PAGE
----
Interactive content is ________ :
B. More engaging than static content
C. A great way to collect customer info
E. All of the above
The correct answer is E. All of the above.
These days, everyone is putting out content (even if it isn’t quality content). But few businesses are producing good interactive content — quizzes, polls, calculators, tools, games, 360 videos, animations, ebooks, etc. And that means interactive content can be a differentiator.
It’s also more engaging. When a customer interacts with your content, they’re more likely to remember it and pass it along to a friend. Plus, customers are more likely to divulge personal information like an email address or demographics to get access to interactive content as compared with static content.
Of course, some types of interactive content can be expensive — much more costly to produce than static content. But don’t let that scare you away. There are plenty of ways to make your content — even content you already have — more interactive for little to no cost. Here are a few ideas.
In 2019, we created a blog post on creative types. We described the creative archetypes in our world and included some advice on how to work more effectively with them.
This was a fun and useful post that our audience could learn from — maybe even laugh at. Then we came up with the idea of creating a companion quiz for readers to determine which creative type they are. We eventually bundled these two posts and added some content to create our Cultivating Creativity download. It was a natural progression with minimal additional cost.
Anytime you can help someone make their job/chores/life easier, they will appreciate you for it. And it can be as simple as prompting them on how to help themselves.
For example, I spoke about content marketing at a conference several years back. I could have just gone with my PowerPoint or passed out copies of my presentation, but I didn’t want the audience to just … sit there. I wanted them to interact and explore their content marketing needs. I wanted them to walk away with something useful. I wanted them to leave the session with some ideas. So I created a short content marketing workbook to help them define their content strategy and figure out what their objectives should be. Again, it was simple — and cheap — to produce, and seeing my audience members’ wheels a-turning during the session made it worth it.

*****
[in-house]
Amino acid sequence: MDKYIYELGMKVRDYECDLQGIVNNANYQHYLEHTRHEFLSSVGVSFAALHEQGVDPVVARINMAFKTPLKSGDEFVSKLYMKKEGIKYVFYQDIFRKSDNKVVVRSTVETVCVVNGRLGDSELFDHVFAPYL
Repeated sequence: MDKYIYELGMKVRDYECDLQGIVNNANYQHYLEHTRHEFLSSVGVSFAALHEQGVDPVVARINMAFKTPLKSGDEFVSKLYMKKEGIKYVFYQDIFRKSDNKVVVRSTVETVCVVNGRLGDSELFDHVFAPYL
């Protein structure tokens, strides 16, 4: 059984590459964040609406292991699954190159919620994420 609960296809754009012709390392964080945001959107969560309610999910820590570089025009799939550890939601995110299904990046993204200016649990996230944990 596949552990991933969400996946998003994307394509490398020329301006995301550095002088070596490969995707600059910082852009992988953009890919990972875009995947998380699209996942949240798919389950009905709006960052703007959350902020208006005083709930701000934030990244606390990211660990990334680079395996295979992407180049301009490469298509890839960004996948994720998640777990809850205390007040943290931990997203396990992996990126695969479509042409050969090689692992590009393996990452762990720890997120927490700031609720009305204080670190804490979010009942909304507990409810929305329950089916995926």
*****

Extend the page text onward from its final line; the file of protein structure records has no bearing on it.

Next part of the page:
On my personal blog, I write about food and cooking with kids. For the past few years, I’ve produced a holiday food guide, complete with links to reliable recipes, tips for involving kids in the kitchen and basically everything I’ve learned about hosting Thanksgiving. But the most useful part of the guide is a simple Google spreadsheet that I personally use every year. I built it to help me figure out how much food I need for the big day. You just input the number of adults and children who will be attending, and it’ll tell you exactly how much to prepare. My readers love it, and it cost me exactly $0 (just a little spreadsheet know-how!) to create.
Sure, these take some programming, but if you keep it relatively simple, a calculator shouldn’t be terribly expensive to produce. Think the ubiquitous BMI, rent-or-buy, mortgage payment calculators and others. One that I use over and over determines run times for my personal podcast. I just enter my word count or paste my script into the form, and it estimates how long the audio will be. It’s a lifesaver, and I’ll always keep them in mind if I need their services in the future.
The bulk of our target audience at AVC is people who write, so much of our content centers around how to be a better writer. Spoiler: One way to be a better writer is to practice!
So we created a series of writing prompts to inspire our audience to write more often. We publish them on our website and on our social channels. We, of course, hope at least some of our readers complete the exercise and it helps them hone their skills, but we write the prompts in such a way that there’s a takeaway even if they don’t do the actual exercise. Win-win!
Social Media Groups
Like many others, I canceled my gym membership in 2020 in favor of a virtual exercise program. The one I still use is Les Mills. I enjoy the workout videos, yes, but Les Mills engages me in other ways as well. For example, they have goals-based workout plans that include challenge calendars outlining exactly which workout to do each day. I can check these off as I do them and make notes and then interact on a Facebook group with other people participating in the same challenge. It’s kept me coming back even though I got my COVID-19 vaccine months ago and could very well go back to the gym.
Slow and Steady
Remember, you don’t need to suddenly start creating expensive virtual reality content or immersive experiences to engage your customers. Start slow and think about how you can make your existing content interactive for little to no cost. Next year, be sure to include interactive content ideas on your content calendar — and in your budget.